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Season in Review: Michael Warren II

Gerrid Doaks was the star rookie running back, but Warren made a name for himself as well.

NCAA Football: Connecticut at Cincinnati Aaron Doster-USA TODAY Sports

The Numbers

  • 54 rushing attempts
  • 324 yards
  • 1 touchdown
  • 5 receptions
  • 57 yards
  • 19 kick returns
  • 23.1 yards per return

The three-star prospect neighborhood is where the Cincinnati Bearcats live. For every Malik Vann that decides to become a Bearcat, there are a cavalcade of three-star recruits ready to come in and become difference makers. Michael Warren II was one such three-star recruit and one that was brought in to help ease the transition from the Mike Boone/Tion Green backfield to that of the future.

As a true freshman, Warren was pushed into the fray pretty early on, which was a symptom of UC’s lack of depth at running back. While Boone had the talent to be a feature back who got 200 carries and ate up all the playing time, the Bearcats did not go in that direction. Instead, Gerrid Doaks and Warren both got work that was more than a little significant.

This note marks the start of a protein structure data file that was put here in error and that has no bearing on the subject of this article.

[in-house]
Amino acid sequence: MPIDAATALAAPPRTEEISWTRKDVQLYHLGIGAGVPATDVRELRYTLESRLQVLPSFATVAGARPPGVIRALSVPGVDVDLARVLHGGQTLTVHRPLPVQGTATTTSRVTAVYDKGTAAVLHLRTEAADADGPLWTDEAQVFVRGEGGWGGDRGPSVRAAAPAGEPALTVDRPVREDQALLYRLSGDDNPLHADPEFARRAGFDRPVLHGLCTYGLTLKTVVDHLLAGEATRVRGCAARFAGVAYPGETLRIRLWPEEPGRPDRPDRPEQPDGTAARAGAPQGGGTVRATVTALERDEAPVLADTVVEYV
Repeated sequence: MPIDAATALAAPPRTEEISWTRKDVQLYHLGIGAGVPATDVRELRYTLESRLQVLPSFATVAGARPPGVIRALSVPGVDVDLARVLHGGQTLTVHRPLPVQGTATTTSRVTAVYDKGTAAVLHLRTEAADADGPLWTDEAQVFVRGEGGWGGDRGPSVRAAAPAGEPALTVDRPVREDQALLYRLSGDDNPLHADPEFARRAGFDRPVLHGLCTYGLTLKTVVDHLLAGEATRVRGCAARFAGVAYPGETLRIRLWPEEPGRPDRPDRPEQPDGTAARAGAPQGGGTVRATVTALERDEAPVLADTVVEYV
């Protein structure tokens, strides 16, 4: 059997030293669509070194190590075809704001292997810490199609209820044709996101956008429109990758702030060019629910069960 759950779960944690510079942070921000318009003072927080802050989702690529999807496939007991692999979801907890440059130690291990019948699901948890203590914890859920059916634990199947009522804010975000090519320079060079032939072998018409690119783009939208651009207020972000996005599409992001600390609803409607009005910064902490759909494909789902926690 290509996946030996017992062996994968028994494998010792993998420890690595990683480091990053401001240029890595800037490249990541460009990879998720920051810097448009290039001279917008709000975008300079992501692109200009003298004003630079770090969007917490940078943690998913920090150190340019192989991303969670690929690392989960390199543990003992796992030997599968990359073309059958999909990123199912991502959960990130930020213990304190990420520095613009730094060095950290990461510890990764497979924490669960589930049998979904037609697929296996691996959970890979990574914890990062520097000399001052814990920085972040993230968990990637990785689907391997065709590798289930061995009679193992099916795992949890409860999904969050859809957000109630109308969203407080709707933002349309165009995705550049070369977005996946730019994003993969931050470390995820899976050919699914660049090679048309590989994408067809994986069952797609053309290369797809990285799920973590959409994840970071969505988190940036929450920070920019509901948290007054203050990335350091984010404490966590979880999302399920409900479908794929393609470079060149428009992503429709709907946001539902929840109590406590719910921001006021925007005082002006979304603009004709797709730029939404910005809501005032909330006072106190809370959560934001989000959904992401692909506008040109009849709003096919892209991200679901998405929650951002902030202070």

While Doaks really broke out, Warren quietly played well for a true freshman and set himself up nicely for a key rotational spot on the depth chart in 2018. With 54 carries, Warren received nearly as many touches as leading receiver Kahlil Lewis. He utilized those chances to create 324 yards and a touchdown on the ground, while turning five receptions into 57 yards. His 6.0 yards per carry average was actually the best mark on the team.

In addition to his work on offense, Warren was an important part of the special teams effort. As the team’s primary kick returner, he averaged 23.1 yards per return while returning more kicks (19) than the rest of the roster combined (16).

The Best of the Best

Sept. 16 at Miami (Ohio)

This was the first game where Warren really got to work. After managing only four carries in the first two games, he cobbled together 51 yards on nine carries, while also averaging 22.7 yards per kick return.

Sept. 30 vs. Marshall

He only got the ball five times, but that yielded 49 yards (9.8 YPC) and he scored his first career touchdown.

Nov. 10 vs. Temple

It was a pedestrian day on the ground (10 carries, 40 yards), but it marked the largest workload for Warren, who also had a season-high of 116 kick return yards.

For Next Year

The backfield is in a pretty good spot considering it has lost Green and Boone in back-to-back years. Doaks will be the player to get the attention in the offseason, but Warren is going to have a role to play, and a hefty one at that. For him to really take a jump in year two, he’ll need to work on becoming a better receiver out of the backfield, while continuing to find ways to pick up extra yardage after first contact.